people, who address the Supreme Being on every occasion for his aid and assistance when in necessity or distress ; and with true piety and hearts full of gratitude return him their humble and unfeigned thanks for those blessings and benefits he confers upon them; yet have they no temples, no tabernacles, or groves for the public performance of their divine worship; neither have they solemn fasts, or festivals, or set days, or times, or priests to do it for them. But we may here observe, that as Melchizedeck was a king, and stiled the priest of the inost high God, (a phrase strictly correspondent to that of deaan Unghorray, the highest God,) so it is the practice of the Madagascar kings, or lords, to be themselves the performers of all religious offices. Their umosses or prophets, indeed, directed the making their owleys of particular roots, or woods, having as they tell them, magical properties agreeing to the spirits; as also that they must be made at pro

There are two things in this history highly worthy of observation : one is, that there is a law among them against cursing a man's parents. What a reproach is this to countries called christian, where there is no law or punishment against even those who have the impudence and impiety not only of cursing others, but their own parents. The other is, that such is their regard and reverence to the most high God, that they swear not profanely: but such is the profaneness of even our christian nation, that a man can hardly pass the streets (as archbishop Tillotson observes) without having his ears grated and pierced with horrid and blasphemous oaths and curses, as are enough, if we were guilty of no other sin, to sink a nation. These give reputation to the general character of these people, that where the Europeans or Mahometans have not corrupted them, they are very innocent, moral, and courteous; and more so, with shame be it spoken, than most nations, who have all the advantages of a liberal and christian education.

There is yet one observation more, which, we hope, will not be thought improper here ; which is, that our author's niany deliverances are glorious and wonderful displays of the goodness and power of Divine Providence ; and gave him, no doubt, an awakening sense of his obstinate disobedience to the will and entreaties of his tender parents and friends, who so much and often pressed him to lay aside those wilful resolutions of his first voyage to the East Indies ; wherein we may see the marks both of divine displeasure and goodness, the first in his shipwreck and slavery, the other in his delivery or release from thence. All which may serve as a lesson to the youth of future generations to beware, lest by their disobedience and obstinate forcing of themselves from the care of their parents or friends, they bring upon themselves those miseries and missortunes which occasion a too late repentance.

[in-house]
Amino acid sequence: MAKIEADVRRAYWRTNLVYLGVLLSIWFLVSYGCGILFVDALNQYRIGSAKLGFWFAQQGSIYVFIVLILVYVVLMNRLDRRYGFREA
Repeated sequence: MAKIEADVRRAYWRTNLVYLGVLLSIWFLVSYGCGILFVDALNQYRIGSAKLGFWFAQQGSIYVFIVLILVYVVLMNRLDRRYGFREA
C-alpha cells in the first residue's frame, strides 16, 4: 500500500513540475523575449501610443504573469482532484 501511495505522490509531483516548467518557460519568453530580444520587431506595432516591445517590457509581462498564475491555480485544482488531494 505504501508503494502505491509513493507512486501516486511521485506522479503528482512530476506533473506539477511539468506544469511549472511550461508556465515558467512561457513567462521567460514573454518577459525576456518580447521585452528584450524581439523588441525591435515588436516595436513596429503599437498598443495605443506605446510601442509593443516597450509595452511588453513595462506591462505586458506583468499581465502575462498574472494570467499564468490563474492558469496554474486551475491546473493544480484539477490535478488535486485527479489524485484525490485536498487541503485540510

Much more might have been said on this occasion, but as we have not room, we refer our readers to the perusal of the book itself; in which, we presume, they will not only find an entertaining, but profitable amusement.

This is to certify, that Robert Drury, fifteen years a slave in Madagascar, now living in London, was redeemed from thence, and brought into England, his native country, by myself

. I esteem him an honest, industrious man, of good reputation, and do firmly believe that the account he gives of his strange and surprising adventures is genuine and authentic.






As my design in the ensuing narrative, is to give a plain and honest account of matters of fact, I shall make use of no artful inventions, or borrowed phrases, to lengthen or embellish it; nor shall I introduce any other reflections, than what were the natural result of my many uncommon and surprising adventures. And,

Here, I hope, it will be no ways improper to inform my readers, that I was not fourteen years of age when these heavy misfortunes first befell me; so that my youth, as well as want of knowledge in the Madagascar language, rendered me incapable of making such curious observations, as one of a riper age, better judgment, and freed from slavery, might have done to much greater advantage. For,

I, Robert Drury, was born on the 24th of July, in the year 1687, in Crutched-friars, London, where my father then lived; but soon after he removed to the Old Jury, near Cheapside, where he kept for several years afterwards that noted house, called the King'shead, or otherwise distinguished by the name of the Beef-steak-house; and to which there was, all his time, a great resort of merchants, and other gentlemen of the best rank and character.